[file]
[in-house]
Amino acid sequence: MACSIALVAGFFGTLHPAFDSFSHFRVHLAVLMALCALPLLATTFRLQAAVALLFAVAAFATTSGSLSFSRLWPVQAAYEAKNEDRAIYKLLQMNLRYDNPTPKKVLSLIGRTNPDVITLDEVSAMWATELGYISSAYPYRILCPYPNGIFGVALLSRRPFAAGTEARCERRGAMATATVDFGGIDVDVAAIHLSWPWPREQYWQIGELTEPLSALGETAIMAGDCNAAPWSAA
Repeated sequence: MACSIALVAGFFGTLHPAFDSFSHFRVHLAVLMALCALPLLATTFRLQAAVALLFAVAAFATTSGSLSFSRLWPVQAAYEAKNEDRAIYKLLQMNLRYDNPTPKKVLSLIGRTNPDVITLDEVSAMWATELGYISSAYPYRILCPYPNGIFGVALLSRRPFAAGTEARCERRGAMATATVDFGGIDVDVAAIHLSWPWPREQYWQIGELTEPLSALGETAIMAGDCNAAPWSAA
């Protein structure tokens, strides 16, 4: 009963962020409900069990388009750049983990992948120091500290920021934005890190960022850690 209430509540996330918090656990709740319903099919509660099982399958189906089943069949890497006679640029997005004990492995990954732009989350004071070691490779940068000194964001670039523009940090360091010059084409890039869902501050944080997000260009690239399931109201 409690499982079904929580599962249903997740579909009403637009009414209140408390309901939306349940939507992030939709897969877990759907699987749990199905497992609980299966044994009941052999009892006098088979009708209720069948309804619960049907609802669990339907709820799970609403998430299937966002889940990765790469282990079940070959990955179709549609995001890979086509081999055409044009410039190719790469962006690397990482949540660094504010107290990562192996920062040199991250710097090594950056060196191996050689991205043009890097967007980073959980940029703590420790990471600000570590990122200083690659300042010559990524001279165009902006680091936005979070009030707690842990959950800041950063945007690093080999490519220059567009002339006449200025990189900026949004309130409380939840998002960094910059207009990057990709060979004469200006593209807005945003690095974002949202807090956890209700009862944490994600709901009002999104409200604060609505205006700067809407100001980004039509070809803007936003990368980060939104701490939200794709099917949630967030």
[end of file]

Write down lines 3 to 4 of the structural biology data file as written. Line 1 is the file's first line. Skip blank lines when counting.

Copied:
Repeated sequence: MACSIALVAGFFGTLHPAFDSFSHFRVHLAVLMALCALPLLATTFRLQAAVALLFAVAAFATTSGSLSFSRLWPVQAAYEAKNEDRAIYKLLQMNLRYDNPTPKKVLSLIGRTNPDVITLDEVSAMWATELGYISSAYPYRILCPYPNGIFGVALLSRRPFAAGTEARCERRGAMATATVDFGGIDVDVAAIHLSWPWPREQYWQIGELTEPLSALGETAIMAGDCNAAPWSAA
């Protein structure tokens, strides 16, 4: 009963962020409900069990388009750049983990992948120091500290920021934005890190960022850690 209430509540996330918090656990709740319903099919509660099982399958189906089943069949890497006679640029997005004990492995990954732009989350004071070691490779940068000194964001670039523009940090360091010059084409890039869902501050944080997000260009690239399931109201 409690499982079904929580599962249903997740579909009403637009009414209140408390309901939306349940939507992030939709897969877990759907699987749990199905497992609980299966044994009941052999009892006098088979009708209720069948309804619960049907609802669990339907709820799970609403998430299937966002889940990765790469282990079940070959990955179709549609995001890979086509081999055409044009410039190719790469962006690397990482949540660094504010107290990562192996920062040199991250710097090594950056060196191996050689991205043009890097967007980073959980940029703590420790990471600000570590990122200083690659300042010559990524001279165009902006680091936005979070009030707690842990959950800041950063945007690093080999490519220059567009002339006449200025990189900026949004309130409380939840998002960094910059207009990057990709060979004469200006593209807005945003690095974002949202807090956890209700009862944490994600709901009002999104409200604060609505205006700067809407100001980004039509070809803007936003990368980060939104701490939200794709099917949630967030």